Frequently Asked Questions
What is a fair settlement in a wreck case?
It depends and, contrary to what you may have heard, there is no magic formula in wreck cases. Here are some things to take into account: You will make separate claims for both your property losses and for your personal injuries. For your personal injuries, the law entitles you to be compensated for your medical expenses, your lost wages, other “out of pocket” expenses that are the direct result of the collision, for any permanent impairment or scarring that you suffer, and, for your mental pain and emotional suffering.
What kind of documentation will I need?
An insurance company will look at the entire record of your medical treatment following the wreck, (not necessarily just the bills), any photographs of the damage, receipts for prescription medication or other medical items you had to purchase, plus receipts for any of the other “out of pocket” expenses you want to claim. Also, if you are claiming lost wages as a result of the wreck, you should provide some record from your employer showing the absences that were caused by the wreck and showing what your rate of pay would have been for those days you were out.
What if I am hurting but haven’t gone to a doctor?
The decision about whether or not to seek medical treatment is, of course, a personal decision. You should know, however, that the only way that an insurance company can evaluate a serious injury is to see what an “expert” says about it and they usually defer to doctors to say whether and how seriously someone’s been injured.
What if I can’t afford the medication the doctor prescribed?
You should do everything you can to comply with your doctor’s medical advice. Do tell your doctor if the medicine is not affordable; he or she may be able to come up with an alternative. Do tell your pharmacist, as well. There are some times when a pharmacist can offer a partial prescription or can suggest an over the counter alternative.
Should I give a recorded statement to an insurance adjuster?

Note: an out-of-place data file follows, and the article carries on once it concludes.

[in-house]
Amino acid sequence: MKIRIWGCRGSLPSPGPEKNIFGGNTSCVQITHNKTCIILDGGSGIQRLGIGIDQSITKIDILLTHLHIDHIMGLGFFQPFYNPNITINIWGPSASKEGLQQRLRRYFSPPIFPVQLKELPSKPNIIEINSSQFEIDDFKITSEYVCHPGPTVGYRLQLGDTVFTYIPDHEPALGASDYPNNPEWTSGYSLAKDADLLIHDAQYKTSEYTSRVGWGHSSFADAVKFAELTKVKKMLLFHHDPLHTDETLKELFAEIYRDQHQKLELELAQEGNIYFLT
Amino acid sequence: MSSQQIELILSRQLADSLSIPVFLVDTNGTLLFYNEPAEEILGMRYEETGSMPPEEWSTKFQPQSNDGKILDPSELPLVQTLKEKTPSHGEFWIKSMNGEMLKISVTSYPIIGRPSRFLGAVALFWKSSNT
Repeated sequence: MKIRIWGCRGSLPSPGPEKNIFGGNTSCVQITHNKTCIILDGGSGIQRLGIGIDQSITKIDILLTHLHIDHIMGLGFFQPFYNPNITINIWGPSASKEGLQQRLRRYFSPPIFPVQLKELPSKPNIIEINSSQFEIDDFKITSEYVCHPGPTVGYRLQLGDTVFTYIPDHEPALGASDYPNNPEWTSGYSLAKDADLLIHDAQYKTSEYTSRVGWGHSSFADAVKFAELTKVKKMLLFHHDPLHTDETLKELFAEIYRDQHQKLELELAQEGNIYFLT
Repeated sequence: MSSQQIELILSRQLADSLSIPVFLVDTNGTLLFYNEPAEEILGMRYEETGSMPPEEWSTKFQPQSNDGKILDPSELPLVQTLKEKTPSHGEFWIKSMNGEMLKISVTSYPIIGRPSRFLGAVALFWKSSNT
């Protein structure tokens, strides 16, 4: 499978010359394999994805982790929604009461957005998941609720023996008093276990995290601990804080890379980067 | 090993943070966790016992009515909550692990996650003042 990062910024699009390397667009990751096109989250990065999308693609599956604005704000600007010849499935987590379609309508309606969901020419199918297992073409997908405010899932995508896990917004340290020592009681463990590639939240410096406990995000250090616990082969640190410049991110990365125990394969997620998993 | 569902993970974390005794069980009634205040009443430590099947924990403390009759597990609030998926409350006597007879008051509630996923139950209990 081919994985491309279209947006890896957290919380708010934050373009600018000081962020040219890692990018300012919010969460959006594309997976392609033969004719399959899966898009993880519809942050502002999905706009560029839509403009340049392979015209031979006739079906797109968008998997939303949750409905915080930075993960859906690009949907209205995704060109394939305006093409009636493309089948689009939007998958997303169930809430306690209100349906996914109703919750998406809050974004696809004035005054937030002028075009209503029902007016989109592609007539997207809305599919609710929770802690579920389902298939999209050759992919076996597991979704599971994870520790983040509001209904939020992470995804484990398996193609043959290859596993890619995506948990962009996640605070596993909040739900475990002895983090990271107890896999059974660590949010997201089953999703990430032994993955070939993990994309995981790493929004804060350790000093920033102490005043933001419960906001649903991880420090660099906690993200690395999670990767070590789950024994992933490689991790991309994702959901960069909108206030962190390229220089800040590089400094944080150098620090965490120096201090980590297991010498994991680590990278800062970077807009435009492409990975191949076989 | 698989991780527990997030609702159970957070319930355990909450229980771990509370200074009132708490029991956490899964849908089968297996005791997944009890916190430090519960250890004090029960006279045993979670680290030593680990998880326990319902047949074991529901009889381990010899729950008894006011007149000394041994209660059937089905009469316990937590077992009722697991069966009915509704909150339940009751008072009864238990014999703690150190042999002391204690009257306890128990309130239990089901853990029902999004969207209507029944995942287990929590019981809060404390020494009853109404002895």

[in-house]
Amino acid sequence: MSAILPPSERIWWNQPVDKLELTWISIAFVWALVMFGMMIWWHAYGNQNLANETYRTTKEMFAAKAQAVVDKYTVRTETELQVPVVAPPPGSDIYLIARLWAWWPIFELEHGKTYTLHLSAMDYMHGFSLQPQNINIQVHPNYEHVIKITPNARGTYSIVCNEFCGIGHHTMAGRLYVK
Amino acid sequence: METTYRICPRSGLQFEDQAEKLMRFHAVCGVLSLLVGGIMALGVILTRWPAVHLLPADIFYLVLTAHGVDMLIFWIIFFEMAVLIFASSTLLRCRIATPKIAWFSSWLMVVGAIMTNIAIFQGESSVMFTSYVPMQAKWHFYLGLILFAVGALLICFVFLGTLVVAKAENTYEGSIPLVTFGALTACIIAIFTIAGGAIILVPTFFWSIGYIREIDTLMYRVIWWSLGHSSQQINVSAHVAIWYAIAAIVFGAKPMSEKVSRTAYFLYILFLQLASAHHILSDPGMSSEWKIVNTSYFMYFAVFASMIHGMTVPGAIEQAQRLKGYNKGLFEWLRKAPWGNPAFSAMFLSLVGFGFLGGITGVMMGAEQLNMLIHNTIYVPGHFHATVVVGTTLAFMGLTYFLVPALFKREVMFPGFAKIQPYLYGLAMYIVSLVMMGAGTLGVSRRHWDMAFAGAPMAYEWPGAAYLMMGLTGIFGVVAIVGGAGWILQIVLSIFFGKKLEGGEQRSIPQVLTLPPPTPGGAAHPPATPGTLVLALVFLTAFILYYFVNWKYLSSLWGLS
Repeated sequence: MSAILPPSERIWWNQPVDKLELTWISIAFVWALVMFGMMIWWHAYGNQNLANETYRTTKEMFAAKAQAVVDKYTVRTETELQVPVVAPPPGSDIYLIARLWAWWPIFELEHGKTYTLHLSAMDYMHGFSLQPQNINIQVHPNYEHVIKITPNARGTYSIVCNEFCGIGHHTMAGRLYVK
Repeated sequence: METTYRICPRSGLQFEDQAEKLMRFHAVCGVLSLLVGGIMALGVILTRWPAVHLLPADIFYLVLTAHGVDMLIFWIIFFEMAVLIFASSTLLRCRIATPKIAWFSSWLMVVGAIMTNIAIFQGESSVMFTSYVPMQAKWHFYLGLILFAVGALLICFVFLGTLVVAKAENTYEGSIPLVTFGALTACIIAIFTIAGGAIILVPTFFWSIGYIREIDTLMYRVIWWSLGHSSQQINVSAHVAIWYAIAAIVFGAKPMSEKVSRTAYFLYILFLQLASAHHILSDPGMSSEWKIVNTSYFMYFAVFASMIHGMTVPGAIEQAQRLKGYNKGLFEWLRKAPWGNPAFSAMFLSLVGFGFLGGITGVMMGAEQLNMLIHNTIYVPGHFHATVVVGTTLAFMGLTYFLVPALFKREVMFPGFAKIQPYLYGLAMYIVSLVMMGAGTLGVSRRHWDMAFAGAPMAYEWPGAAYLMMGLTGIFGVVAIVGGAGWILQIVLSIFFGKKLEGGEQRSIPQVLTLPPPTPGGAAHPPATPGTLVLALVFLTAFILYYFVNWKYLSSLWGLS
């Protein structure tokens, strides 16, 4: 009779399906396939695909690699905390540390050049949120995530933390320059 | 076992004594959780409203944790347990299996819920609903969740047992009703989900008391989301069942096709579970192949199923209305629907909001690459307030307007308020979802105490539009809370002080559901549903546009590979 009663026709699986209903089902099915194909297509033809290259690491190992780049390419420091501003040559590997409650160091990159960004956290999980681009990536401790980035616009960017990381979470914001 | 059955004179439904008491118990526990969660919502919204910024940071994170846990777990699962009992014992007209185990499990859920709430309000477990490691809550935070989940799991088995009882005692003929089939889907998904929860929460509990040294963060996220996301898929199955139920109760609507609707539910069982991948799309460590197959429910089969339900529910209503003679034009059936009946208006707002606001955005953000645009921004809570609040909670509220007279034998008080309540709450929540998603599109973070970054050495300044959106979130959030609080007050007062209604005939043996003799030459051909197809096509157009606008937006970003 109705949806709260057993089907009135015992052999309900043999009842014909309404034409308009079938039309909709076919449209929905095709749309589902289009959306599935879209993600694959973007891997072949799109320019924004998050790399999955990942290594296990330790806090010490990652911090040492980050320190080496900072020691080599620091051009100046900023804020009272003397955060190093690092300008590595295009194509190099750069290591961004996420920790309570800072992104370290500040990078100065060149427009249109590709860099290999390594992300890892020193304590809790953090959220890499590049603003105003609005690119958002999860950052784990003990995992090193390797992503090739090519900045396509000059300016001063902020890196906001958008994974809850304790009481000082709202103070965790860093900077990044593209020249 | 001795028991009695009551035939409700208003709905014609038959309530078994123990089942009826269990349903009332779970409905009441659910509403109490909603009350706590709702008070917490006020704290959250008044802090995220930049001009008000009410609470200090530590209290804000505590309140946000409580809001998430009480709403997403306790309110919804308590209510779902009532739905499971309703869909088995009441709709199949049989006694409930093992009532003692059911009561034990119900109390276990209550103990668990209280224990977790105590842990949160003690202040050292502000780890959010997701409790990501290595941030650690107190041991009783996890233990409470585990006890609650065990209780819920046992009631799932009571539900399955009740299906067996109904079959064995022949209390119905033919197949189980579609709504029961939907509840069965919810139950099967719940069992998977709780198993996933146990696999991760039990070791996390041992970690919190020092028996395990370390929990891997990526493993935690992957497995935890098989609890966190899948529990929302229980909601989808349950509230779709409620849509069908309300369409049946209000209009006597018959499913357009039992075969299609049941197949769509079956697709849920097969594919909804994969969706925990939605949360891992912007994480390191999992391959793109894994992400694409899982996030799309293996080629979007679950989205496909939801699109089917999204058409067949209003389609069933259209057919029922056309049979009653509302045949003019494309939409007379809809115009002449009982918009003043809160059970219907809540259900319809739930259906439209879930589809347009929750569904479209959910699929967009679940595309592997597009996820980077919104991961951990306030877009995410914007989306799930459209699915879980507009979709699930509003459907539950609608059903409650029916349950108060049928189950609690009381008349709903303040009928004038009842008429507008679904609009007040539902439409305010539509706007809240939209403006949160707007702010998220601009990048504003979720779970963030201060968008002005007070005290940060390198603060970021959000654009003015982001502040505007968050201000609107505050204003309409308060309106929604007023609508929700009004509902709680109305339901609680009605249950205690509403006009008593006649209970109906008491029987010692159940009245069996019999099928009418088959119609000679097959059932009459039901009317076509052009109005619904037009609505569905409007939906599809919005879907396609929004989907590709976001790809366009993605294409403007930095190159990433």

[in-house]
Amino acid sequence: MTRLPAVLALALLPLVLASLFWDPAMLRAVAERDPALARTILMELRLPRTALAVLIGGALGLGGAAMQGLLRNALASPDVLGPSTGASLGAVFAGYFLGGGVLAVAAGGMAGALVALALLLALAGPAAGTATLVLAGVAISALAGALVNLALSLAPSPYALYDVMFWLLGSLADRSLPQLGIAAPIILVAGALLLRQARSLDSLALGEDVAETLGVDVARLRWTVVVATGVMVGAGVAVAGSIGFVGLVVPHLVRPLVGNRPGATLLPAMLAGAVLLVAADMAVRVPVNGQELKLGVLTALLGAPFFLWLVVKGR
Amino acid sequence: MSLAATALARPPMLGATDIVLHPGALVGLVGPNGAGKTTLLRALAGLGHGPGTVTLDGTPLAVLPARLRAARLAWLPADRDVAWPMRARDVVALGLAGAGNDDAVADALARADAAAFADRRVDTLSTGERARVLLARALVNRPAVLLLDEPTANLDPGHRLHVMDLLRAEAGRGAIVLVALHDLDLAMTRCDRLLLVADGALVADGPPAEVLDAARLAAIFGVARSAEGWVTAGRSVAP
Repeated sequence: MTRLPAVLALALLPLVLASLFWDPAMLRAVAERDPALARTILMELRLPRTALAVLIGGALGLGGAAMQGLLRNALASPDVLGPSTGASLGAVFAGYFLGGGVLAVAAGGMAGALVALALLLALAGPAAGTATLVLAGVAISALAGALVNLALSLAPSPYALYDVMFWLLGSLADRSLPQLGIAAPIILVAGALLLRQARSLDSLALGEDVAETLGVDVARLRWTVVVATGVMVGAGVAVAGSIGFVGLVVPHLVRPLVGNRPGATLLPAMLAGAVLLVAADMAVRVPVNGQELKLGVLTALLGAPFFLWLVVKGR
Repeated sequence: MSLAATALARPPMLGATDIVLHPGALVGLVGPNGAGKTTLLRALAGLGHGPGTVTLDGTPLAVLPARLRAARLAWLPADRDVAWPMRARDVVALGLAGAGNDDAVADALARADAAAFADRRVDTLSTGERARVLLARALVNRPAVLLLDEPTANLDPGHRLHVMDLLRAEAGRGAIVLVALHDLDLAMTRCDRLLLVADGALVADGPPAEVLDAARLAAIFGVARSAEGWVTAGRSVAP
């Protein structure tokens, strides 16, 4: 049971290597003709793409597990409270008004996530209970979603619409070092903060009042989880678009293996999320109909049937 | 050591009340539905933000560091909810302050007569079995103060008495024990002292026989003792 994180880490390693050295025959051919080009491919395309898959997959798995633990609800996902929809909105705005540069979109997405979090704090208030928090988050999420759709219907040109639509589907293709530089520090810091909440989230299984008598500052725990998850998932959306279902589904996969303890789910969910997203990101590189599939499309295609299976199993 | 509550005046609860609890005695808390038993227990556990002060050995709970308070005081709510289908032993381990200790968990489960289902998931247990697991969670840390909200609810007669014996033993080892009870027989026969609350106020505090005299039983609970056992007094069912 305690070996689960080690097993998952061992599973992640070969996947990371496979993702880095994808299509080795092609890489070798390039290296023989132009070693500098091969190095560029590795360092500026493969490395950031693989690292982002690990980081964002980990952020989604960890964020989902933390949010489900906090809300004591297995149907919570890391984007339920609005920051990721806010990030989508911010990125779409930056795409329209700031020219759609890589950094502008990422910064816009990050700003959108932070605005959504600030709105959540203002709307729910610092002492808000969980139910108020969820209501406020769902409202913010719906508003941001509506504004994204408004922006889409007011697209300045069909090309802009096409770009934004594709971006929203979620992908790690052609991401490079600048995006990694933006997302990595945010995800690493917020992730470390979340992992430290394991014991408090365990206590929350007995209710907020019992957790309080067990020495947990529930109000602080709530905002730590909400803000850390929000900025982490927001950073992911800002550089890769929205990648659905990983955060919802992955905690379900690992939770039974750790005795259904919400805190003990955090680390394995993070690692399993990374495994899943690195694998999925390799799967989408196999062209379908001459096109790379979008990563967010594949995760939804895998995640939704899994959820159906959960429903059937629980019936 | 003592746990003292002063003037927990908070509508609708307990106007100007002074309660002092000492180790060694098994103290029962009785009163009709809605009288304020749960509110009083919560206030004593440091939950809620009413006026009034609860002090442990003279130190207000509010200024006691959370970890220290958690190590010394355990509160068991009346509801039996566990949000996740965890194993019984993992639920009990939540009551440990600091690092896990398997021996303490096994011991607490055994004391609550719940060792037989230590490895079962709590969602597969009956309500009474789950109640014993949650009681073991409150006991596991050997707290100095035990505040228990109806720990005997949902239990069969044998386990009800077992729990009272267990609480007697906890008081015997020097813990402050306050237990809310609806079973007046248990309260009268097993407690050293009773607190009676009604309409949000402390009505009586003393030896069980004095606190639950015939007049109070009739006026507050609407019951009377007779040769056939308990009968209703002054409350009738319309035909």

It depends. You should cooperate with your own insurance company. You may want to give a statement to the other driver’s insurance company if there is a dispute as to how the wreck occurred. An attorney can evaluate the particular circumstances surrounding your claim and advise what is in your best interest.
What if the adjuster asks about my injuries?
Tell the adjuster whether you are still getting medical treatment. Leave talking about what your injuries are to your doctors.
Is there anyway to get medical bills paid before settling my claim?
There may be. Some people carry a “medical payments” policy (“medpay”) which will pay medical bills up to the policy limit (usually, $1000, $2000, or $5000, depending on what the policy holder selected). Medpay may be available to you from your own policy, if you selected such coverage, or, from the policy of the car you were riding in, if it wasn’t your own. You cannot get medpay from the auto policy of the car that collided with yours.
Should I file my medical bills on my health insurance?
YES. Did I say that clearly enough? YES. Depending on your situation, automobile liability insurance coverage may be uncertain or not enough. Health insurance is certain. You pay for the coverage. You’re entitled to it. If the medical provider hesitates, insist they file. If they refuse, call your carrier and tell your health insurance carrier that the provider is not honoring its contract with them. If your health insurance carrier says they may be entitled to reimbursement once you collect from the automobile liability insurance policy, they might be right. Some are entitled to reimbursement, Some are not. But, in any case, there’s plenty of time to work that out AFTER you get the medical treatment you need. Show the provider your health insurance identification card. And by the way, if a health care provider asks you to sign something giving them a right to the proceeds of your settlement from the automobile liability policy, you should speak with a lawyer before you sign. I know you don’t want to get medical advice from your lawyer; likewise, avoid getting legal counsel from your medical provider.
If I have disability insurance, should I use that?
If you are going to be out of work for more than a week because of the collision, you really should. Again, you’ve been paying premiums (one way or another) for just his sort of occurrence. This insurance is meant to protect your income while you recover from an injury. Protecting the income stream will make you less vulnerable to pressure tactics from an automobile liability insurance adjuster.